Sunday, March 22, 2009

Foreign Rights Sales

My work has been published in several languages, including Japanese, Chinese, Spanish, Italian, Greek and others. A few months back, Blogging Heroes sold to publisher AcornLoft in Korea, where it was published in Korean. An image of the Korean edition cover appears here.

What's does a foreign rights sale mean for the author? Normally, half the money--which is okay because it is normally the English-language publisher's foreign rights department that does all the work.

The amount of money and how it's paid varies. Sometimes you get a flat rate payment for the translation rights. In 1990, for example, a Spanish-language publisher paid $5,000 for the right to publish a book in Spanish. I got $2,500, and several copies of the book. In other deals, the foreign publisher paid a few thousand dollars as an advance against anticipated royalties that the book would earn.

An agent who works directly with foreign publishers or agents may get you a better split.

Saturday, March 21, 2009

Online Transaction Safety -- NOT!

Wouldn't it be wonderful if you could pay for an online transaction without fear that someone would reach into your bank account or credit card and rip you off?

There is a way. However, greedy online "entrepreneurs" will not allow it to be used.

How can you pay online without risk? Use rechargeable Visa cards or Visa Gift Cards. If there's a $29.95 deal for membership at a Web site, buy a card with just a bit more money on it, and spend the balance at Wal-Mart or wherever. End of story. Unless you put more money on the card, there's no way anyone is going to use the card's number to rip you off.

Of course, it costs $3.95 or five bucks or whatever to buy such a card, but the fee's nothing when weighed against losing hundreds or thousands of dollars, and having to cancel and reopen cards and worry about identify theft.

But as implied, some greedy bastards are blocking this legitimate, legal, and safe means of doing online transactions, by refusing to accept Visa cards that aren't tied to your credit or your bank account. Why? Because they sign you up to open-ended agreements where they can "conveniently" renew your membership or whatever you bought online by taking money out of your account without asking.

Yes, it is a crime--it's an ethical crime. These companies know that a large number of people will forget about the commitment and the charges will go on for months, or years. And still others will sign up and not get it--missing the tiny print that says they are signing up until the heat death of the universe. (There is NO way that ANY online seller running this scam will EVER state in clear language that they're pulling this scam.)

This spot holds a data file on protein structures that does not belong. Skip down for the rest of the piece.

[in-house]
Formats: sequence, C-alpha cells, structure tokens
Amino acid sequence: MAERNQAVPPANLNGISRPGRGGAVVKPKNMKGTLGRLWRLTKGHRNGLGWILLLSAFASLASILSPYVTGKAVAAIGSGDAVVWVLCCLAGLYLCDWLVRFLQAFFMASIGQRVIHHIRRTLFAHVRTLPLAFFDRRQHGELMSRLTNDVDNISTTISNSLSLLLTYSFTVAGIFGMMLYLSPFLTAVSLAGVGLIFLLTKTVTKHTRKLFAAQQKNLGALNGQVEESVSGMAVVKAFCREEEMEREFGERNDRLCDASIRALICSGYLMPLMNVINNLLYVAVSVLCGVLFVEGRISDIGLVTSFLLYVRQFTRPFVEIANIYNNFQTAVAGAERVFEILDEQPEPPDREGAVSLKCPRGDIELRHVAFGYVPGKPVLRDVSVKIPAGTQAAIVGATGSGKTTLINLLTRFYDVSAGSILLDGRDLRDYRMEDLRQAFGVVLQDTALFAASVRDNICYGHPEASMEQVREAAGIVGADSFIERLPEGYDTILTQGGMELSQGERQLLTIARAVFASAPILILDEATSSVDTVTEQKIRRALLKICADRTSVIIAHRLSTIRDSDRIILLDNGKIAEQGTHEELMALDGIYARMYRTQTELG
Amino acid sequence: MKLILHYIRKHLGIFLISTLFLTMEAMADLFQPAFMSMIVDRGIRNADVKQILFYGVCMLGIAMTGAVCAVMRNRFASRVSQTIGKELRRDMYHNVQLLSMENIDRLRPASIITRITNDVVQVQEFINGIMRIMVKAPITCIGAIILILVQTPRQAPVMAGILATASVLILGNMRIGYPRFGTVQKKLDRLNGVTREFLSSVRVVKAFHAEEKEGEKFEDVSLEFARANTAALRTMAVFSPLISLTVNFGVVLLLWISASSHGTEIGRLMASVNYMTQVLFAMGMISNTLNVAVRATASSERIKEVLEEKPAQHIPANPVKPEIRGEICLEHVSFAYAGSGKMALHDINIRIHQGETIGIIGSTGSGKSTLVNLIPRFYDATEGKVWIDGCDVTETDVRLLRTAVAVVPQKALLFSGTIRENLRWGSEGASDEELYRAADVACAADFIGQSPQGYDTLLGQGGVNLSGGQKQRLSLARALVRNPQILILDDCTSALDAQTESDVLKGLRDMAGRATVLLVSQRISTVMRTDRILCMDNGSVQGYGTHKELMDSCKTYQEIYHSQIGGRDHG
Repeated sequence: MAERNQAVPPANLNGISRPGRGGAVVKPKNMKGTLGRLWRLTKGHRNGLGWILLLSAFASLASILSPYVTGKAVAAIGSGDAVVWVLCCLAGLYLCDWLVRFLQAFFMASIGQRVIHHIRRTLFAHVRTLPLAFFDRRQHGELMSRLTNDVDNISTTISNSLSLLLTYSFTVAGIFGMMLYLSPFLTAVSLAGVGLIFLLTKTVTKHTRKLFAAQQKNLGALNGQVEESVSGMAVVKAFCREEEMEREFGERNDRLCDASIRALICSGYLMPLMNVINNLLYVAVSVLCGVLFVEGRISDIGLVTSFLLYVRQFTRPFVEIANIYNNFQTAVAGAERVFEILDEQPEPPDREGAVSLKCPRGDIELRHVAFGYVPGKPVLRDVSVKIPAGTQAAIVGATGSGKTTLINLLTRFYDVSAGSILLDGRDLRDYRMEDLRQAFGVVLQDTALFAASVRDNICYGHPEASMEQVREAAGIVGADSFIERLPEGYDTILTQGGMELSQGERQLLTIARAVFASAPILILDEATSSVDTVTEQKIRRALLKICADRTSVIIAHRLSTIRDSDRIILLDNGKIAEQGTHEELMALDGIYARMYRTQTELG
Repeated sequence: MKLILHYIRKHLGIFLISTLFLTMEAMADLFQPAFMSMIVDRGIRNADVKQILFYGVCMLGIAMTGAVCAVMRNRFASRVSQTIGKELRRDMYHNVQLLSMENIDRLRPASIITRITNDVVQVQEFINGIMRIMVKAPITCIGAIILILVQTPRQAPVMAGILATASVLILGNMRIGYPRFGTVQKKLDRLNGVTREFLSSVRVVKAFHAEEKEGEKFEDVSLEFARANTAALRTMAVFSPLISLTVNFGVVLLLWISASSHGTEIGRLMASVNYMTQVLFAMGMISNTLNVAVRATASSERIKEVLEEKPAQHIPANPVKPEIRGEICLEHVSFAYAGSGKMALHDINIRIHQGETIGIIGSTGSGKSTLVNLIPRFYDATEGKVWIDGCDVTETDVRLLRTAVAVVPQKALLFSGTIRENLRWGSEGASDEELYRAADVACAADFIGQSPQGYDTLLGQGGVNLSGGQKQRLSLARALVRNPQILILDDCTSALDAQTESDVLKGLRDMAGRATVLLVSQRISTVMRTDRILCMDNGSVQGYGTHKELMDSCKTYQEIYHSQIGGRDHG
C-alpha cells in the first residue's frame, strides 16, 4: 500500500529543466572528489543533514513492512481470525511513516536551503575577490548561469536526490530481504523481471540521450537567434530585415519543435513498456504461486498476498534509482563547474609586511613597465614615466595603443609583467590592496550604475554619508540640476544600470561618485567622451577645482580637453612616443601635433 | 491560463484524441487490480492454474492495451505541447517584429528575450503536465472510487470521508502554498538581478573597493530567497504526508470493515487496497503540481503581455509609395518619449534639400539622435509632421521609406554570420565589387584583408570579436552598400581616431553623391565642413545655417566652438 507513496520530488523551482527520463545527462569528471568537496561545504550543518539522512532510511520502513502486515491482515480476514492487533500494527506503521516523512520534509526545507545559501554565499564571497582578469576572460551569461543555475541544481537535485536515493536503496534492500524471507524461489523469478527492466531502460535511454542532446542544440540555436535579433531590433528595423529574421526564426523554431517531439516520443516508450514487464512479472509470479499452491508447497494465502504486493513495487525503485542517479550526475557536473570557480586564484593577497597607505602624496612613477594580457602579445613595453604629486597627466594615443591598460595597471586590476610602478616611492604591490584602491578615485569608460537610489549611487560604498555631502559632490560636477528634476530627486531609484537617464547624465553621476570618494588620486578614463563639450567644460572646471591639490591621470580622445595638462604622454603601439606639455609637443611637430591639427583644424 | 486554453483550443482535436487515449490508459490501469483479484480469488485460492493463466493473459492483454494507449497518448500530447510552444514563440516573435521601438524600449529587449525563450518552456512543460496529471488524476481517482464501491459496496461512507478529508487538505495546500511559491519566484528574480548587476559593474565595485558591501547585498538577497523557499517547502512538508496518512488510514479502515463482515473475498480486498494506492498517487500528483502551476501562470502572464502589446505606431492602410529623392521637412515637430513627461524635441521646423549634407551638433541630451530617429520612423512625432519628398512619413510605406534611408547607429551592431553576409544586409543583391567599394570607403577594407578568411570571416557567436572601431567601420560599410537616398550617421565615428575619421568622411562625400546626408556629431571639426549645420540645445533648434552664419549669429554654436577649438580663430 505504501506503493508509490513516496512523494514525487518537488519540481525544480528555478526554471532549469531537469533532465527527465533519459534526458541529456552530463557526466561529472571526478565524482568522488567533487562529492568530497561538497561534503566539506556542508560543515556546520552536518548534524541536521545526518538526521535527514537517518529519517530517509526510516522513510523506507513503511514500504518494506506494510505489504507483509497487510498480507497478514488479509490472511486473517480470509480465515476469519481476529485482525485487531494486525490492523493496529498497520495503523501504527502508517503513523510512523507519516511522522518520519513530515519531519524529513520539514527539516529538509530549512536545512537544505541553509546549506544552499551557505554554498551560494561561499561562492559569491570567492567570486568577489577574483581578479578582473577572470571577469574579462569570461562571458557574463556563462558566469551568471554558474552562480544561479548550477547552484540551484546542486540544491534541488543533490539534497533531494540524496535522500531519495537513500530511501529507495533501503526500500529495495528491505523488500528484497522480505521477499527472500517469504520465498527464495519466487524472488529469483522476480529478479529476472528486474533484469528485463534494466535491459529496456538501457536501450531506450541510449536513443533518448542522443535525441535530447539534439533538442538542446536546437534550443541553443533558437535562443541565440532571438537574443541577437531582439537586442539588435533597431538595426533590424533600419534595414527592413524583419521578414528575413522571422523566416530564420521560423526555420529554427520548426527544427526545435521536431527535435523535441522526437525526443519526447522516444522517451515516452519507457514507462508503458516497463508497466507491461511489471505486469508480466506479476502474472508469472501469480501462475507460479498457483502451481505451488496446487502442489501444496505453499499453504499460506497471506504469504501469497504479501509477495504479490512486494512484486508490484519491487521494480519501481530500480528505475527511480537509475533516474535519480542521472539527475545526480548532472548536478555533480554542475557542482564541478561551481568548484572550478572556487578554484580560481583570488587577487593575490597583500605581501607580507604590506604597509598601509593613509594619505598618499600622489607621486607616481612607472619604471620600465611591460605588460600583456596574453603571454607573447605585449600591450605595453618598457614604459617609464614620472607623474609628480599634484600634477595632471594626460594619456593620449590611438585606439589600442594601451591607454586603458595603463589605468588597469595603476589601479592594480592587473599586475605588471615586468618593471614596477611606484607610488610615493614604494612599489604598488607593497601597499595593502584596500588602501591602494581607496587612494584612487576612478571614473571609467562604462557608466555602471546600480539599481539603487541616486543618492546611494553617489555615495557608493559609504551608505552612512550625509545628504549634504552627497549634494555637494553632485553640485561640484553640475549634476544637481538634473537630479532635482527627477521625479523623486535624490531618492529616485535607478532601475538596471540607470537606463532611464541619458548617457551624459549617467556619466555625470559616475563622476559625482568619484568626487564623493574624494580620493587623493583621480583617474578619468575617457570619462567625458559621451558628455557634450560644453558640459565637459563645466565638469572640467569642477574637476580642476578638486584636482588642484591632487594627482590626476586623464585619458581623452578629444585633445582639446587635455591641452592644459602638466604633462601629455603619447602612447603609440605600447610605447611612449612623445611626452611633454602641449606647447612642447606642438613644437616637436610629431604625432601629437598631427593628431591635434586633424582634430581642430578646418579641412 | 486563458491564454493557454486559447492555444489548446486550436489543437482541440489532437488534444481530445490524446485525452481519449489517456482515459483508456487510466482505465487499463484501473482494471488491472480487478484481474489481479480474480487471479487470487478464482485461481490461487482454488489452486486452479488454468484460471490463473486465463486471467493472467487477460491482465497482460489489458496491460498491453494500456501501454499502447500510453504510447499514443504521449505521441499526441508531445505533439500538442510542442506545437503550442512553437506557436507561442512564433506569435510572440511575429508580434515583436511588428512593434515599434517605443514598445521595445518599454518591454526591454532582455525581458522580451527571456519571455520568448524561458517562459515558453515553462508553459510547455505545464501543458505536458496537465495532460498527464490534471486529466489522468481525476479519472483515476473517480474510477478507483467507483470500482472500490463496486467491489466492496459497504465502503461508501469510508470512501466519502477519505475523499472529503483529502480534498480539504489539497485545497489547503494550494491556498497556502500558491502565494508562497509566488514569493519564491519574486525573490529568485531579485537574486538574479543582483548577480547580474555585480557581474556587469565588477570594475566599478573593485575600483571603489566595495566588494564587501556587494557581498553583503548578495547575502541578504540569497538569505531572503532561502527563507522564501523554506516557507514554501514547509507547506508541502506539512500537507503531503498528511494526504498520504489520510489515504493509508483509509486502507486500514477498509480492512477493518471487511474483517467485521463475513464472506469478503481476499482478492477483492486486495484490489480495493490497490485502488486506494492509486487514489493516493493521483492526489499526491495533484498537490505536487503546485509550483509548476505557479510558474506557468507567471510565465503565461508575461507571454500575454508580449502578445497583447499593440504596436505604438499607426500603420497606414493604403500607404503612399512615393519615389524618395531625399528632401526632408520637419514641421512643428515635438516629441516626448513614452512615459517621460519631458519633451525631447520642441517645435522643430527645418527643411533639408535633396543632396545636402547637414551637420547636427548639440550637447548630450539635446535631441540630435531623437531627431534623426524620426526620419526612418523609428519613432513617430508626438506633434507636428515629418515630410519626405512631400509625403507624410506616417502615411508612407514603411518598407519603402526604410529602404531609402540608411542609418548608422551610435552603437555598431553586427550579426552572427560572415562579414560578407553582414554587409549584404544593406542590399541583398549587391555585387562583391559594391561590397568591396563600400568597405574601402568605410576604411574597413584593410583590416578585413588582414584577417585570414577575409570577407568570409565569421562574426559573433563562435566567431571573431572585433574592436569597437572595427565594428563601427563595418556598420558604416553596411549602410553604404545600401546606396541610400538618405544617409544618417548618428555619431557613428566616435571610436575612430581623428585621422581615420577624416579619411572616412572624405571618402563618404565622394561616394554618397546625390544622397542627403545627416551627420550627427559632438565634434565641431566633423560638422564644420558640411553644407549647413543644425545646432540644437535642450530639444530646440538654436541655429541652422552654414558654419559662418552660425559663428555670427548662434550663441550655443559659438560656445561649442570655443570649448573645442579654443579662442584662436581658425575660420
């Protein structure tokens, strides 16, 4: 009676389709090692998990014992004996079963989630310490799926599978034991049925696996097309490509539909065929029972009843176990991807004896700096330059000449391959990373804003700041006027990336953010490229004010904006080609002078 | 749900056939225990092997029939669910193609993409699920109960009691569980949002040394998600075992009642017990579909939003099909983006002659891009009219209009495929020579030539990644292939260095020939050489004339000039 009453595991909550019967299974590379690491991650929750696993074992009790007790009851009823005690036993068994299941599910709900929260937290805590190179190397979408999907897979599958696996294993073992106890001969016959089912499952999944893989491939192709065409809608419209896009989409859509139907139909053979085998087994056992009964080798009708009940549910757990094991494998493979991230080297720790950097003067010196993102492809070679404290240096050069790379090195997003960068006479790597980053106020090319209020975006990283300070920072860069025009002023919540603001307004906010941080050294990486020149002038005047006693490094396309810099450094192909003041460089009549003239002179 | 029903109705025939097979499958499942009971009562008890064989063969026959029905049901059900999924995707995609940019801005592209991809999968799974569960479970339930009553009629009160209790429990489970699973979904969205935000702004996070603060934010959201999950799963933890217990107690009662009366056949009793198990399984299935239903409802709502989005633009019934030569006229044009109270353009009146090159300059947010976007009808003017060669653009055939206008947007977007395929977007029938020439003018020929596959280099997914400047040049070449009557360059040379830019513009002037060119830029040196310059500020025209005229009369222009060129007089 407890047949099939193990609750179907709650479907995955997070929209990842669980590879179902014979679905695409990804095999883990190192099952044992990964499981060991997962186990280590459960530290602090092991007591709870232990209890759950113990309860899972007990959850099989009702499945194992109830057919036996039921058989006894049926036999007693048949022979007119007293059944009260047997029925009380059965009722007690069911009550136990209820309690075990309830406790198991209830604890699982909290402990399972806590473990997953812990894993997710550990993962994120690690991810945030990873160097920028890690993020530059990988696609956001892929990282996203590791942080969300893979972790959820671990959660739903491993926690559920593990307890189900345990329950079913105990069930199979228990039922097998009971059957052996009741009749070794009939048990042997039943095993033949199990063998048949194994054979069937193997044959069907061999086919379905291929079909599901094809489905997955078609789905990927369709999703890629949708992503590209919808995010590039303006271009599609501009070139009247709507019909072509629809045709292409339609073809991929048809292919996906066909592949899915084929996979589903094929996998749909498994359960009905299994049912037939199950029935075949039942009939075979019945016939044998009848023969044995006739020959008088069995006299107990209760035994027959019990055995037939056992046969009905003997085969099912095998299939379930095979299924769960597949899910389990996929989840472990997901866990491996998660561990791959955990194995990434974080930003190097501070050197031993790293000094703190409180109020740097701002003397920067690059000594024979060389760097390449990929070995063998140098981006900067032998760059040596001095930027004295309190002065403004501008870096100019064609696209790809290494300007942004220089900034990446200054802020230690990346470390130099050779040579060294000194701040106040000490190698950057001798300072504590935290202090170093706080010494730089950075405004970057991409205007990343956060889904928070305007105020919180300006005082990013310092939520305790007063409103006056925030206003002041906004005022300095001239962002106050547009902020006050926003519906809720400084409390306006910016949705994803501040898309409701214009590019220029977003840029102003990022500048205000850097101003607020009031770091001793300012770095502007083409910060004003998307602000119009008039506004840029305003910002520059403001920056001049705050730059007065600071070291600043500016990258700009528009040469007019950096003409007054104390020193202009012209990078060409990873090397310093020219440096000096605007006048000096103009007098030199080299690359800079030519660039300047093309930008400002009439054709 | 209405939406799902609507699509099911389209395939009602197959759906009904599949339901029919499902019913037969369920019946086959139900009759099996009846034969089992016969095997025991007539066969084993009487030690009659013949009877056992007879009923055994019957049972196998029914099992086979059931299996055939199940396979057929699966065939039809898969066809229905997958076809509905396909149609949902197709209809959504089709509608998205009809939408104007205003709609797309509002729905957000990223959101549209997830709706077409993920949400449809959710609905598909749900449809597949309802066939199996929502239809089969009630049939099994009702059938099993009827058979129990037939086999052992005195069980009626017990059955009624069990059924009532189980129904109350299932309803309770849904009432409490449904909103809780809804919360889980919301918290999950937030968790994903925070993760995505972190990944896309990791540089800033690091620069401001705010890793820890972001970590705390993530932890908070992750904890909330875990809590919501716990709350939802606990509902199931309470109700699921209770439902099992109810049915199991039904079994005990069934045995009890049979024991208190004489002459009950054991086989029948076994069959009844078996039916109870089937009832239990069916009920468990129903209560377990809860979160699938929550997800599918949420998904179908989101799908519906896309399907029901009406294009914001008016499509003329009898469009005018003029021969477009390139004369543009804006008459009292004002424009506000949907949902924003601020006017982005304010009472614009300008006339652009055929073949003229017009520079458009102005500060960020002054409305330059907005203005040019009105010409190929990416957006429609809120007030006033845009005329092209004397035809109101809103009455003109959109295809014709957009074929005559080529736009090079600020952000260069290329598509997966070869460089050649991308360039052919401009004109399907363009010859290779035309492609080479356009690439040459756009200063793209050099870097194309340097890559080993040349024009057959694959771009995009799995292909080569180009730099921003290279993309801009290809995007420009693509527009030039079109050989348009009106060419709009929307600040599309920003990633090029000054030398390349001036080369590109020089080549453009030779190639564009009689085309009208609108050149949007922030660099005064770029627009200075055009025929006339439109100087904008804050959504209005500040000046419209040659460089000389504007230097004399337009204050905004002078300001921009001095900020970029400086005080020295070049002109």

It's more than a little ironic to think that we are prevented from utilizing a safe and secure means of conducting online transactions to enable these clowns to rip us off.

Saturday, March 07, 2009

Speech Patterns

I recently had occasion to give close attention to exactly and literally what several participants in a conference were saying over several hours' time. It's fascinating how much verbiage is wasted in speech. For example, one of the participants prefaced nearly every statement with "No. Yes. I agree." Over and over and over. It finally came to me that this was his way of making sure he got into the conversation, by blurting out something--anything--to take the floor.

The same guy was heavily into making very lengthy sentences, ramming conjunctions into place with rapidfire enunciation before anyone else could get a word in or even think about saying something and often saying nothing of consequence or just repeating himself to hold the floor while he was thinking about what to say next and actually that was what he was doing when he opened sentences with "No. Yes. I agree," more or less talking without thinking which is something that you'll probably notice people doing now that you've read this but in the end he came off as very foolish and even uneducated despite the fact that he was trying to sound educated and urbane by using phrases like "from the perspective of."

Semi-stuttering was another floor-holding tactic. At one point, the guy slowly said, "Well, the da-da-da-da-da-data," before forming and launching into, "is indicative of a profound shift in para-dij-em from the perspective of the financial sphere..." blah, blah, blah. It all makes me glad that writing dialogue in literal imitation of reality isn't in vogue.

Thursday, March 05, 2009

Upcoming Signings for the Ruth Lyons Biography

This URL tells where I'll be signing Before Oprah: Ruth Lyons, the Woman Who Created Talk TV:

There will be more. Note that at four of the signings an actress portraying Miss Lyons will be present, complete with authentic 1960s dress and pearls! The signings begin on April 29, and the book itself ships on April 18.